St. Paul, Minnesota’s public schools are tapping geothermal to cut emissions and building costs 

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Geothermal heating and cooling is emerging as a go-to technology for St. Paul Public Schools as it seeks to renovate aging facilities in line with the district’s climate action plan.

Minnesota’s second-largest school district is also one of the city’s largest property owners, with 73 buildings containing more than 7.7 million square feet. Its climate action plan calls for reducing greenhouse gas emissions at least 45% by 2030.

New technology and federal incentives have helped convince district leaders that geothermal is among its best options for slashing emissions from school buildings. The energy efficient systems pump refrigerant through a closed loop circuit of pipes that moves heat between buildings and below ground reservoirs.  

Last year, the district completed a ground-source geothermal system while renovating the 1960s-era Johnson High School. This year, it’s installing a different type of system at two other schools that tap aquifers rather than the ground as a heating and cooling source.

The aquifer-based systems that will be used at Bruce Vento Elementary School and the nearly 100-year-old Hidden River Middle School were developed by a Twin Cities-based company called Darcy Solutions that specializes in water-based geothermal systems.

The company’s technology requires far fewer wells than conventional, ground-based systems, making them more practical for dense, urban neighborhoods. Darcy places heat exchangers directly into the wells, where they can capture heat from the constant, 52-degree groundwater.

Darcy’s system changed the school district’s thinking, said Tom Parent, the district’s executive director of operations and administration. The elementary school project required just five wells, compared to more than 150 ground source wells at Johnson High, which disrupted outdoor sports activities for two summers.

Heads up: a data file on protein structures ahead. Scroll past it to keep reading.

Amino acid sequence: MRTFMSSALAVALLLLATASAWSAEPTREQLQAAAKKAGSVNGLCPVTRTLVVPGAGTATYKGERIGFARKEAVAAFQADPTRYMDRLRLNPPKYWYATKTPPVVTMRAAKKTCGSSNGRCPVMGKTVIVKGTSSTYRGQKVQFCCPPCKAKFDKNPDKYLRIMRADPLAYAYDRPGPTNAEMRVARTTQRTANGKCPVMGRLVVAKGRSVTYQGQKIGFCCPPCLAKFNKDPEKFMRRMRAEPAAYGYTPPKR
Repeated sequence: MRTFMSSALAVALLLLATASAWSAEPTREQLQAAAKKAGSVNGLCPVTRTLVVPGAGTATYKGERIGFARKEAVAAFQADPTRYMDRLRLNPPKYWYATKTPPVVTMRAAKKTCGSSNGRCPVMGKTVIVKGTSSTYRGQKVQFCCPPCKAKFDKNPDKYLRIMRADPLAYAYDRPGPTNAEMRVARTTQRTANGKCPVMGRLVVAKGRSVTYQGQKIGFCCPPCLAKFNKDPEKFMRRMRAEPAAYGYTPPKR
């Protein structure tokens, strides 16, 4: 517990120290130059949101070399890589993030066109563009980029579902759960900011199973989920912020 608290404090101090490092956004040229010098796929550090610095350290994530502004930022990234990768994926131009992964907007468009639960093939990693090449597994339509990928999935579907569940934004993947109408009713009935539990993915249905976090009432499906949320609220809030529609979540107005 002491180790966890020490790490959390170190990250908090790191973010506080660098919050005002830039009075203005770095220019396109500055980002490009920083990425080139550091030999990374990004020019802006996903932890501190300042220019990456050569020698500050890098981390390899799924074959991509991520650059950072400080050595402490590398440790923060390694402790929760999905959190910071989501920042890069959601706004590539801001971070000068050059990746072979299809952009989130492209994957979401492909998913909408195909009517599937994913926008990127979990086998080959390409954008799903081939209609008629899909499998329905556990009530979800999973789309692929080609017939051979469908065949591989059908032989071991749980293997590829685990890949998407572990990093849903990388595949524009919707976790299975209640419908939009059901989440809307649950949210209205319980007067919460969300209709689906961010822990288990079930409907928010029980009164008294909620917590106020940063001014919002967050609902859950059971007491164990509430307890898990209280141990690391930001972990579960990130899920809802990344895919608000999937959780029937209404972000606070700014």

“We see a lot of promise,” Parent said. “This is an incredible leap in technology.”

State and federal incentives

Geothermal and aquifer-based systems could be an essential strategy for reducing emissions, along with energy efficiency, LED lighting, electric buses and solar energy, Parent said. Because many St. Paul schools have small footprints, Darcy’s system could become a go-to HVAC solution.

Traditional ground-source geothermal would have been “impossible” at either school because of their small sites, according to the district’s indoor air quality coordinator Angela Vreeland. Darcy’s geothermal systems also take up less interior space than traditional, fossil fuel heating systems. 

In Minnesota, several trends are driving geothermal’s growth. Nearly all projects receiving state aid must follow the rigorous standards for energy efficiency. Matt Stringfellow, a manager with Kraus Anderson who works on geothermal installations, said that “any state-funded project pretty much requires that (geothermal) to meet their guidelines at this point.”

Another catalyst has been the Inflation Reduction Act. The law allows a commercial building owner installing geothermal to claim as much as a 30% tax credit. It will enable nonprofits to receive the equivalent amount in cash from the federal government.